Keep Your Pipes From Freezing
Frozen pipes not only disrupt daily life, they can also be expensive to repair. Water expands as it freezes, and when combined with extreme pressure, can cause pipes to burst. Generally, pipes that are exposed to outdoor temperatures freeze more readily, such as hose bibs, swimming pool lines and water sprinkler lines. Pipes that run along exterior walls in the home with minimal insulation also tend to freeze more easily. Read on and download the Keep Your Pipes From Freezing flyer for some hints to help keep your pipes from freezing.
Before the Temperature Drops
You can take precautions to prevent frozen pipes in your home before the temperature drops outside and during frigid months of the year. Use the following recommendations:
- Insulate pipes in unheated interior areas, such as crawl spaces and attics.
- Wrap pipes in heat tape or thermostatically-controlled heat cables.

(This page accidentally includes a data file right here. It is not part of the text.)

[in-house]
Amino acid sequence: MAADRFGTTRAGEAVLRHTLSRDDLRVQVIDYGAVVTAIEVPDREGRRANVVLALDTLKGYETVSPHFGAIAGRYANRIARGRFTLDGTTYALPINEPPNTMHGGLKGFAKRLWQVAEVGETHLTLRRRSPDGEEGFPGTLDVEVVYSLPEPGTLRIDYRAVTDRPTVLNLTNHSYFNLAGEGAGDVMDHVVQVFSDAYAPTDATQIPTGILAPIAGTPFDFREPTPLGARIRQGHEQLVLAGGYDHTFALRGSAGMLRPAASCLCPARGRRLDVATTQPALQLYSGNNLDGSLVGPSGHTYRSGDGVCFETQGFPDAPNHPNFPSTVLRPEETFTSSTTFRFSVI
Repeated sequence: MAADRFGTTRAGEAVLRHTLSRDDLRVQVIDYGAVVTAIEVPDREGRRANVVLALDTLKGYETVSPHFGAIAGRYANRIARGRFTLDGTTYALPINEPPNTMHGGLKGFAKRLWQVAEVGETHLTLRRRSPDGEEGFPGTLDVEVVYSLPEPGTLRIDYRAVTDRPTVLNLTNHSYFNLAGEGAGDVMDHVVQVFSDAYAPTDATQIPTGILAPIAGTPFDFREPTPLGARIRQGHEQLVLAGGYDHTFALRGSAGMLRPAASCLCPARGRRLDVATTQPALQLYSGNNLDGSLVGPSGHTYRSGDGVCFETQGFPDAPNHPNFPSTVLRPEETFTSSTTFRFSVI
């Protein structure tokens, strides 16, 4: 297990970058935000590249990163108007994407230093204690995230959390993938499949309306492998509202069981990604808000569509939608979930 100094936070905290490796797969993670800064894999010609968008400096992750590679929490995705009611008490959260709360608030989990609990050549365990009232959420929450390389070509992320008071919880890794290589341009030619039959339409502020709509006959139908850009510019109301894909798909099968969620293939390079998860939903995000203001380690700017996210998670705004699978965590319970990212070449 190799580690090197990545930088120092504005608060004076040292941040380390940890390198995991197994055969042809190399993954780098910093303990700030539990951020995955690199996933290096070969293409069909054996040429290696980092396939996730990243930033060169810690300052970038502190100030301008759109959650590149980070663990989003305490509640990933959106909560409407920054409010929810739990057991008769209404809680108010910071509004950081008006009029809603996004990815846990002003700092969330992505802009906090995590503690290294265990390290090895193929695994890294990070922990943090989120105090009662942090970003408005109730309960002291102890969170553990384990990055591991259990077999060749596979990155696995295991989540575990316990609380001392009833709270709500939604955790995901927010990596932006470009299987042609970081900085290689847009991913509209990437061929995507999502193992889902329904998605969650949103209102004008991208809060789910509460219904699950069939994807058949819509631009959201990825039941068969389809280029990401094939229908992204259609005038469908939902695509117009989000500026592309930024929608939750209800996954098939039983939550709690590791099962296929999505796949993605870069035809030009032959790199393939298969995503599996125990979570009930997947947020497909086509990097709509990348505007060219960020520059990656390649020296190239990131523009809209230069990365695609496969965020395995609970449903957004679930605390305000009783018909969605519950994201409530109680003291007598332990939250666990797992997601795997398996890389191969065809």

- Open cabinet doors to expose pipes to warm air.
- Seal any leaks with caulk or insulation.
- Disconnect outdoor items such as hoses and faucets.
- Shut off these items completely using an indoor valve and allow the excess water to drain out.
- Do not use antifreeze on these items, as it is environmentally harmful.
- Trickle a little water out of your faucets periodically to keep water moving within the pipes.
- Keep your garage door closed if there is a water supply in there.
- Keep your thermostat set at the same temperature during the day and night. If you lower the temperature of your home at night, you risk freezing your pipes, even though your heating bills may be a bit higher.
- Do not set your thermostat lower than 55° F when going on vacation. Ask someone to periodically check the temperature in your home while you are away.
- We’re here to help make sure you’re covered for all of life’s mishaps. To learn about the ways we can help you protect your home, contact us today.
If you turn on a faucet and no water or only a trickle comes out, your pipes may be frozen. Turn off the main water valve and keep the faucet on. Apply heat to the pipe by using an electric heating pad, hair dryer or portable space heater, or by wrapping the pipe in towels soaked in hot water. You should apply heat until you regain water pressure. If this does not solve the problem, contact a licensed plumber to inspect your pipes.